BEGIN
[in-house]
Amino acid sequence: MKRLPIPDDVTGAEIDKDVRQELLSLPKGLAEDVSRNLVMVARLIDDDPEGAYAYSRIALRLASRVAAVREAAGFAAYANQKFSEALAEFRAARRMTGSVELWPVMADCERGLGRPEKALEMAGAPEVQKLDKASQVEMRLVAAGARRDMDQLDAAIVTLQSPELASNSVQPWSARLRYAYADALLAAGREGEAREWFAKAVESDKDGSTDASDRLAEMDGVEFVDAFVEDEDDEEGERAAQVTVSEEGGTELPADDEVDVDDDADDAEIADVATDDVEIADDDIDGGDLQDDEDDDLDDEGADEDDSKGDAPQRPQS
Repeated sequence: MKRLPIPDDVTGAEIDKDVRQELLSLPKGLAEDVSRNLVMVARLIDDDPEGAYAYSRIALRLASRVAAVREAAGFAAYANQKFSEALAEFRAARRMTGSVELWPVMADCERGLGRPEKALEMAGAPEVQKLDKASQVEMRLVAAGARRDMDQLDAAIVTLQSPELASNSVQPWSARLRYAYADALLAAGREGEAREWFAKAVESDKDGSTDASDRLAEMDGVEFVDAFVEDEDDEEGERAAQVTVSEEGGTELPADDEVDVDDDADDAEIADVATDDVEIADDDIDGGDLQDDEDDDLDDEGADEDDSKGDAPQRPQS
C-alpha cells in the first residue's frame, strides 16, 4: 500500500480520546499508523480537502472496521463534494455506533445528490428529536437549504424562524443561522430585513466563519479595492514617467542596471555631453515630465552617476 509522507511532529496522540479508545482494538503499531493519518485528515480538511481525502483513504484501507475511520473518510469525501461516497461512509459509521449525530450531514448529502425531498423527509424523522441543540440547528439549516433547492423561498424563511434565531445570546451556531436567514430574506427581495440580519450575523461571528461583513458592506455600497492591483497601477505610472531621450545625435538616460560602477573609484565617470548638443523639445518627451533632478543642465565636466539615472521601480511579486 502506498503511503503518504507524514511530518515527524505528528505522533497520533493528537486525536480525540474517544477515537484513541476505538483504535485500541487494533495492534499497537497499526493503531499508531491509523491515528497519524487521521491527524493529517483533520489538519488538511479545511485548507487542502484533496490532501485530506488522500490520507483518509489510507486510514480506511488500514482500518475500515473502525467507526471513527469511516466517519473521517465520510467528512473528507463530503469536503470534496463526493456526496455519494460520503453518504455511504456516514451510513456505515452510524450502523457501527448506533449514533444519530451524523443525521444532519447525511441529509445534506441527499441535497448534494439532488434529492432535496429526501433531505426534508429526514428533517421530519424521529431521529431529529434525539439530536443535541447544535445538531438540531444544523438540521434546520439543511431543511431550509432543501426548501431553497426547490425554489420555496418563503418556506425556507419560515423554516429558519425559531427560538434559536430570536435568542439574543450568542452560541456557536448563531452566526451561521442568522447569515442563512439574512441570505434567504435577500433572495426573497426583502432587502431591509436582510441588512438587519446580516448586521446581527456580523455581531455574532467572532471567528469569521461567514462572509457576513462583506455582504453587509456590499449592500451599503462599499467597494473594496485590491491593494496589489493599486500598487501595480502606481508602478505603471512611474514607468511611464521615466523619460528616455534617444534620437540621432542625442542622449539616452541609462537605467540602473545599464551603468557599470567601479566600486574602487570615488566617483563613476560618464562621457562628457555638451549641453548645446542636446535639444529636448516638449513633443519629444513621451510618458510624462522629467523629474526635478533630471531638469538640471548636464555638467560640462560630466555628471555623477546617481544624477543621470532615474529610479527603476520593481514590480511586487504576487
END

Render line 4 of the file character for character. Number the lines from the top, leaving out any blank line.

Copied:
C-alpha cells in the first residue's frame, strides 16, 4: 500500500480520546499508523480537502472496521463534494455506533445528490428529536437549504424562524443561522430585513466563519479595492514617467542596471555631453515630465552617476 509522507511532529496522540479508545482494538503499531493519518485528515480538511481525502483513504484501507475511520473518510469525501461516497461512509459509521449525530450531514448529502425531498423527509424523522441543540440547528439549516433547492423561498424563511434565531445570546451556531436567514430574506427581495440580519450575523461571528461583513458592506455600497492591483497601477505610472531621450545625435538616460560602477573609484565617470548638443523639445518627451533632478543642465565636466539615472521601480511579486 502506498503511503503518504507524514511530518515527524505528528505522533497520533493528537486525536480525540474517544477515537484513541476505538483504535485500541487494533495492534499497537497499526493503531499508531491509523491515528497519524487521521491527524493529517483533520489538519488538511479545511485548507487542502484533496490532501485530506488522500490520507483518509489510507486510514480506511488500514482500518475500515473502525467507526471513527469511516466517519473521517465520510467528512473528507463530503469536503470534496463526493456526496455519494460520503453518504455511504456516514451510513456505515452510524450502523457501527448506533449514533444519530451524523443525521444532519447525511441529509445534506441527499441535497448534494439532488434529492432535496429526501433531505426534508429526514428533517421530519424521529431521529431529529434525539439530536443535541447544535445538531438540531444544523438540521434546520439543511431543511431550509432543501426548501431553497426547490425554489420555496418563503418556506425556507419560515423554516429558519425559531427560538434559536430570536435568542439574543450568542452560541456557536448563531452566526451561521442568522447569515442563512439574512441570505434567504435577500433572495426573497426583502432587502431591509436582510441588512438587519446580516448586521446581527456580523455581531455574532467572532471567528469569521461567514462572509457576513462583506455582504453587509456590499449592500451599503462599499467597494473594496485590491491593494496589489493599486500598487501595480502606481508602478505603471512611474514607468511611464521615466523619460528616455534617444534620437540621432542625442542622449539616452541609462537605467540602473545599464551603468557599470567601479566600486574602487570615488566617483563613476560618464562621457562628457555638451549641453548645446542636446535639444529636448516638449513633443519629444513621451510618458510624462522629467523629474526635478533630471531638469538640471548636464555638467560640462560630466555628471555623477546617481544624477543621470532615474529610479527603476520593481514590480511586487504576487